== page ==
Skeptics and atheists have been critical of the Bible’s portrayal of God ordering the death of entire populations—including women and children. For example, God instructed Saul through the prophet Samuel to “go and attack Amalek, and utterly destroy all that they have, and do not spare them. But kill both man and woman, infant and nursing child, ox and sheep, camel and donkey” (1 Samuel 15:3-4, emp. added). Other examples include the period of the Israelite conquest of Canaan in which God instructed the people to exterminate the Canaanite populations that occupied Palestine at the time. However, if one cares to examine the circumstances and assess the rationale, the Bible consistently exonerates itself by offering legitimate clarification and explanation to satisfy the honest searcher of truth.
The Hebrew term herem found, for instance, in Joshua 6:17, refers to the total dedication or giving over of the enemy to God as a sacrifice involving the extermination of the populace. It is alleged that the God of the Bible is as barbaric and cruel as any of the pagan gods. But this assessment is simply not true.
If the critic would take the time to study the Bible and make an honest evaluation of the principles of God’s justice, wrath, and love, he would see the perfect and harmonious interplay between them. God’s vengeance is not like the impulsive, irrational, emotional outbursts of pagan deities or human beings. He is infinite in all His attributes and thus perfect in justice, love, and anger. Just as God’s ultimate and final condemnation of sinners to eternal punishment will be just and appropriate, so the temporal judgment of wicked people in the Old Testament was ethical and fair. We human beings do not have an accurate handle on the gravity of sin and the deplorable nature of evil and wickedness. Human sentimentality is hardly a qualified measuring stick for divine truth and spiritual reality.
How incredibly ironic that the atheist, the agnostic, the skeptic, and the liberal all attempt to stand in judgment upon the ethical behavior of God when, if one embraces their position, there is no such thing as an absolute, objective, authoritative standard by which to pronounce anything right or wrong. As the French existentialist philosopher, Sartre, admitted: “Everything is indeed permitted if God does not exist.... Nor...are we provided with any values or commands that could legitimize our behavior” (1961, p. 485). The atheist and agnostic have absolutely no platform on which to stand to make moral or ethical distinctions—except as the result of purely personal taste. The mere fact that they concede the existence of objective evil is an unwitting concession there is a God Who has established an absolute framework of moral judgments.
The facts of the matter are that the Canaanites, whom God’s people were to destroy, were destroyed for their wickedness (Deuteronomy 9:4; 18:9-12; Leviticus 18:24-25,27-28). Canaanite culture and religion in the second millennium B.C. were polluted, corrupt, and perverted. No doubt the people were physically diseased from their illicit behavior. There simply was no viable solution to their condition except destruction. Their moral depravity was “full” (Genesis 15:16). They had slumped to such an immoral, depraved state, with no hope of recovery, that their existence on this Earth had to be terminated—just like in Noah’s day when God waited while Noah preached for years, but was unable to turn the world’s population from its wickedness (Genesis 6:3,5-7; 1 Peter 3:20; 2 Peter 3:5-9). Including the children in the destruction of such populations actually spared them from a worse condition—that of being reared to be as wicked as their parents and thus face eternal punishment. All persons who die in childhood, according to the Bible, are ushered to Paradise and will ultimately reside in Heaven. Children who have parents who are evil must naturally suffer innocently while on Earth (e.g., Numbers 14:33).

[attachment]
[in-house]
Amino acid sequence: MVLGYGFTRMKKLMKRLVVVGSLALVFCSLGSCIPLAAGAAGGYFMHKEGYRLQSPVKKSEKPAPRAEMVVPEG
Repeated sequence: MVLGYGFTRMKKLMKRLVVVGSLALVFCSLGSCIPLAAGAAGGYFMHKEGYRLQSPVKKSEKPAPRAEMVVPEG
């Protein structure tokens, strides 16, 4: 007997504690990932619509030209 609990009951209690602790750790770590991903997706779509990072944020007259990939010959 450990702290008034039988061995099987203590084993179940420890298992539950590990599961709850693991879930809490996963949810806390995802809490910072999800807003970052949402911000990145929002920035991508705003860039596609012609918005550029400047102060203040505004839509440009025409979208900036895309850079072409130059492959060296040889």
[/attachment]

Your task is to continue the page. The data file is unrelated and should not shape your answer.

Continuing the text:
Those who disagree with God’s annihilation of the wicked in the Old Testament have the same liberal attitude that has come to prevail in America just in the last half century. That attitude has typically opposed capital punishment, as well as the corporal punishment of children. Such people simply cannot see the rightness of evildoers being punished by execution or physical pain. Nevertheless, their view is skewed—and the rest of us are being forced to live with the results of their warped thinking: undisciplined, out-of-control children are wreaking havoc on our society by perpetrating crime to historically, all-time high levels.
Those who reject the ethics of God’s destructive activity in the Old Testament, to be consistent, must reject Jesus and the New Testament. Over and over again, Jesus and the New Testament writers endorsed and defended such activity (e.g., Luke 13:1-9; 12:5; 17:29-32; 10:12; Hebrews 10:26-31). The Bible provides the only logical, sensible, meaningful, consistent explanation regarding the principles of retribution, punishment, and the conditions under which physical life may be extinguished.
Sartre, Jean Paul, (1961), “Existentialism and Humanism,” French Philosophers from Descartes to Sartre, ed. Leonard M. Marsak (New York: Meridian).
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